Writing as Therapy

Saturday, September 26, 2015
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We all have stories deep within us that are too painful to write about. It can sometimes take years, but memoirists tap into these stories as a way of healing. I’ve always been hesitant to do this, mostly because I’m a private person who is afraid of coming across as weak or damaged. But a few years ago I realized these hidden stories are the ones that resonate with young readers, particularly those in the teen category. And what better way to reach those readers than with authenticity?

I have one manuscript I’m still tinkering with that focuses on depression and teen suicide. And as I worked on a draft of a different YA novel during National Novel Writing Month last year, the topic of acquaintance stalking began to flow onto the pages. Strangely enough, it was only in the past year that I realized the behavior of an ex-boyfriend I had in my late teens could be construed as stalking (following me after the break up, leaving threatening notes on my car and at my home, hateful phone messages, vandalizing my house, sending friends into my place of employment to harass me, etc.) I guess it never dawned on me that while his behavior was appalling, it was also illegal. Eventually he lost interest and I was able to move on.

But I found myself in an even more disturbing situation a year later. I never dreamed that chatting with a guy in my academic department in college would teach me a valuable life lesson. I didn’t know telling him the apartment across from me had become vacant was a bad idea (he was in the market for a new place) or that I would never feel comfortable in my home (or alone for that matter, again) after he moved in. It was impossible to avoid him—he was in almost every single one of my classes. Some of those he transferred into on purpose.

There are behaviors I learned during that time that I still carry with me. I always have my keys in my hand before I walk to my car. I obsessively check the backseat of the car before I drive out of a parking lot. I lock my car doors immediately upon entering. I rarely venture out alone after dark, especially if the area is not well lit. I don’t answer my door when I’m home alone, and I had my home number unlisted for years.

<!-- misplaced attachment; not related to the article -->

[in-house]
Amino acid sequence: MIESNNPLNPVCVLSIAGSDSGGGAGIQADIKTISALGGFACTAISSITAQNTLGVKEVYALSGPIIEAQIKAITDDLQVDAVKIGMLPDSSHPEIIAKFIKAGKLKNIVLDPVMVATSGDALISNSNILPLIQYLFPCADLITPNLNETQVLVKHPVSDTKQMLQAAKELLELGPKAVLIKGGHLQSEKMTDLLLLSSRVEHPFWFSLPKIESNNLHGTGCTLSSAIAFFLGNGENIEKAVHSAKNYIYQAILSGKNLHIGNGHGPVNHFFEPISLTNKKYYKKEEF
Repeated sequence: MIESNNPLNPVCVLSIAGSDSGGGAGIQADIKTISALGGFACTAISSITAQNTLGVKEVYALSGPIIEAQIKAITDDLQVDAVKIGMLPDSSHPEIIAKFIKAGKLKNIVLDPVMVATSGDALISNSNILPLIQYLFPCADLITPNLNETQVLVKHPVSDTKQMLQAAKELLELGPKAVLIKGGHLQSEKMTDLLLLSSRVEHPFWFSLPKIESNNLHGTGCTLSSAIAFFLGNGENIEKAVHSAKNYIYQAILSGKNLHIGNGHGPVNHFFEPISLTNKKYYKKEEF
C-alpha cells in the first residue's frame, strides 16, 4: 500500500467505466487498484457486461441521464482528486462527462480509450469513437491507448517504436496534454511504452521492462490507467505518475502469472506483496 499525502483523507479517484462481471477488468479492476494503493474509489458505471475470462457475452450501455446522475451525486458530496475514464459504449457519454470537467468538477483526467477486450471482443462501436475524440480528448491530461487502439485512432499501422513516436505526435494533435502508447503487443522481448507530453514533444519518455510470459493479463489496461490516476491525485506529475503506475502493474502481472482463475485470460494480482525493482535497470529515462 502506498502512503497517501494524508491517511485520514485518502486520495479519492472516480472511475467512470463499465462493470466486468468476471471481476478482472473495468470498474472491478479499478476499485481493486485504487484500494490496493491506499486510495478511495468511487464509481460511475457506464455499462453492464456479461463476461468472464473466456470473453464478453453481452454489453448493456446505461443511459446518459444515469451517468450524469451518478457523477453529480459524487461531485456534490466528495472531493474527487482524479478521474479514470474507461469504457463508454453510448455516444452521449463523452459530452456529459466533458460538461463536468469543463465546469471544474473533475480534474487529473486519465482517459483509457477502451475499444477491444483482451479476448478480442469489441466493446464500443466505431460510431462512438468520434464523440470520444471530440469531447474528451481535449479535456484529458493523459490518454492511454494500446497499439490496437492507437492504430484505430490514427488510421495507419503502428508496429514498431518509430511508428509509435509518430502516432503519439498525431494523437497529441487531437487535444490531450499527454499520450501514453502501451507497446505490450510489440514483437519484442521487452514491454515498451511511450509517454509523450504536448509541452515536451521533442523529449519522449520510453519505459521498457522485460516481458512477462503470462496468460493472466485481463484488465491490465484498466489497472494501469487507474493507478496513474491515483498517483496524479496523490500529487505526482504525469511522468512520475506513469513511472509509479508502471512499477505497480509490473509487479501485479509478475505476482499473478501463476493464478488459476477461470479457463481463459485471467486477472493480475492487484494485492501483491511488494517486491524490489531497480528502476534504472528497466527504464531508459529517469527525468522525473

This didn’t keep him from finding me on social media, and repeatedly sending me requests to “connect.” I’m still hesitant to talk about my experience online for obvious reasons.

I consider myself lucky. I survived my stalking experience with little more than psychological damage. But that can sometimes be just as painful as physical scars. But I think—I hope anyway—that living through it will help me shed light on the ways stalking can break a person down, and help teach some important lessons about situational awareness.

Do you have story that’s almost too painful to write about? Have you tapped into it for inspiration? How did it work for you?

Renee Roberson is an award-winning writer and editor who also works as a Blog Tour Manager for WOW! Women on Writing. Her work has appeared in magazines such as Charlotte Parent, Lake Norman Currents, The Charlotte Observer, The Writer and more. When she’s not working on client projects, she enjoys spending time with her family and writing young adult and middle grade fiction. Visit her website at www.FinishedPages.com.


Sioux Roslawski said...

Renee--What a fabulous post for writers as well as women.

I hope you DO weave those experiences into your YA books. Girls need to know they are not alone. Unless we have a lens to focus in on what is happening to us, we often don't take it as seriously as we should.

Yeah, I'm doing some therapy via my WIP. It's something horrific that was done by my brother (NOT incest or physical abuse, thankfully) but as a writer, I can craft an ending that is going to be a bit happier than reality.

Renee--Write. Finish. Revise. Submit. Girls (and grown-a** women) need your stories.

Renee Roberson said...

Thanks, Sioux! Your support means a lot. I'm glad to hear writing has been therapeutic for you, too. It's so nice that it gives us the opportunity to rewrite our own happy endings.

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